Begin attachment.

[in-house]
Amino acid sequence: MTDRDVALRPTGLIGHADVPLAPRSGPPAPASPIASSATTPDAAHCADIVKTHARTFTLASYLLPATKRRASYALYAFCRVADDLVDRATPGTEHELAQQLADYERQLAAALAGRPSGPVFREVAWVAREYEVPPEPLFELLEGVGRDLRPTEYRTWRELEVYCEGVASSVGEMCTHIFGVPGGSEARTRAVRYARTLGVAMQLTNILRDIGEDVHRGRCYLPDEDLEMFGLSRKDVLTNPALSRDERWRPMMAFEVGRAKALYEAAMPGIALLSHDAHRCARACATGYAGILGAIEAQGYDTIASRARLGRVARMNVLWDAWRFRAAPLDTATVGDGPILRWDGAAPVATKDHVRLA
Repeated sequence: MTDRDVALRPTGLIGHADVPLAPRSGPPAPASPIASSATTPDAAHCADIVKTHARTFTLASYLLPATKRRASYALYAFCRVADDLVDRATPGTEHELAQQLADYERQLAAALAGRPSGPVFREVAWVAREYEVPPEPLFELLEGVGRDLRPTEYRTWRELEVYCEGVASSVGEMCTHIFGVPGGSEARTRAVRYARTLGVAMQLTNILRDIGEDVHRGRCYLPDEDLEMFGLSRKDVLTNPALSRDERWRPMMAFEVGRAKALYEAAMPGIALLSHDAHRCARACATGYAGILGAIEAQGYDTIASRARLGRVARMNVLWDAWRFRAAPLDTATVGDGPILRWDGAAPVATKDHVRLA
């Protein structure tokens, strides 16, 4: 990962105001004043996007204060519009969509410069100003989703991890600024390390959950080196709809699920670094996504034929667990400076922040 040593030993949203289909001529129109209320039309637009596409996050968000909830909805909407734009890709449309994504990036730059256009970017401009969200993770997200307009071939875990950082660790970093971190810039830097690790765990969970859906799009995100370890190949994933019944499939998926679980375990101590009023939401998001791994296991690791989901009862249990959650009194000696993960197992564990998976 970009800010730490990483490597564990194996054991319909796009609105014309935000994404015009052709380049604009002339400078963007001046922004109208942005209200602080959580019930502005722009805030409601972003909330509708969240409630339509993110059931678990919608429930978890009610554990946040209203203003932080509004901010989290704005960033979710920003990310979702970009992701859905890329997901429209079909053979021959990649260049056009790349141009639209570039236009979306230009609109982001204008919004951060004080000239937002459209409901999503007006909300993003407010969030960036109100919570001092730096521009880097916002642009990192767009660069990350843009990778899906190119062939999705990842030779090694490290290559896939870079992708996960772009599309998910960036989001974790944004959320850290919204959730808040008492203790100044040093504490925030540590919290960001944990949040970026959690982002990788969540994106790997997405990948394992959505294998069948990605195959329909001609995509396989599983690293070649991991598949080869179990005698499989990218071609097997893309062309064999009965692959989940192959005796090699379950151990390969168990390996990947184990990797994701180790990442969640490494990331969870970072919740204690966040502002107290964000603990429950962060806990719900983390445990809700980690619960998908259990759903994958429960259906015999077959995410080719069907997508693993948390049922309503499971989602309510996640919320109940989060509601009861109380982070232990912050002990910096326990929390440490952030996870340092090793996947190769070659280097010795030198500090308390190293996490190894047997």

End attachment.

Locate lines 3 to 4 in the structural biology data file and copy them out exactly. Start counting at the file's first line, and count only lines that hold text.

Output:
Repeated sequence: MTDRDVALRPTGLIGHADVPLAPRSGPPAPASPIASSATTPDAAHCADIVKTHARTFTLASYLLPATKRRASYALYAFCRVADDLVDRATPGTEHELAQQLADYERQLAAALAGRPSGPVFREVAWVAREYEVPPEPLFELLEGVGRDLRPTEYRTWRELEVYCEGVASSVGEMCTHIFGVPGGSEARTRAVRYARTLGVAMQLTNILRDIGEDVHRGRCYLPDEDLEMFGLSRKDVLTNPALSRDERWRPMMAFEVGRAKALYEAAMPGIALLSHDAHRCARACATGYAGILGAIEAQGYDTIASRARLGRVARMNVLWDAWRFRAAPLDTATVGDGPILRWDGAAPVATKDHVRLA
């Protein structure tokens, strides 16, 4: 990962105001004043996007204060519009969509410069100003989703991890600024390390959950080196709809699920670094996504034929667990400076922040 040593030993949203289909001529129109209320039309637009596409996050968000909830909805909407734009890709449309994504990036730059256009970017401009969200993770997200307009071939875990950082660790970093971190810039830097690790765990969970859906799009995100370890190949994933019944499939998926679980375990101590009023939401998001791994296991690791989901009862249990959650009194000696993960197992564990998976 970009800010730490990483490597564990194996054991319909796009609105014309935000994404015009052709380049604009002339400078963007001046922004109208942005209200602080959580019930502005722009805030409601972003909330509708969240409630339509993110059931678990919608429930978890009610554990946040209203203003932080509004901010989290704005960033979710920003990310979702970009992701859905890329997901429209079909053979021959990649260049056009790349141009639209570039236009979306230009609109982001204008919004951060004080000239937002459209409901999503007006909300993003407010969030960036109100919570001092730096521009880097916002642009990192767009660069990350843009990778899906190119062939999705990842030779090694490290290559896939870079992708996960772009599309998910960036989001974790944004959320850290919204959730808040008492203790100044040093504490925030540590919290960001944990949040970026959690982002990788969540994106790997997405990948394992959505294998069948990605195959329909001609995509396989599983690293070649991991598949080869179990005698499989990218071609097997893309062309064999009965692959989940192959005796090699379950151990390969168990390996990947184990990797994701180790990442969640490494990331969870970072919740204690966040502002107290964000603990429950962060806990719900983390445990809700980690619960998908259990759903994958429960259906015999077959995410080719069907997508693993948390049922309503499971989602309510996640919320109940989060509601009861109380982070232990912050002990910096326990929390440490952030996870340092090793996947190769070659280097010795030198500090308390190293996490190894047997």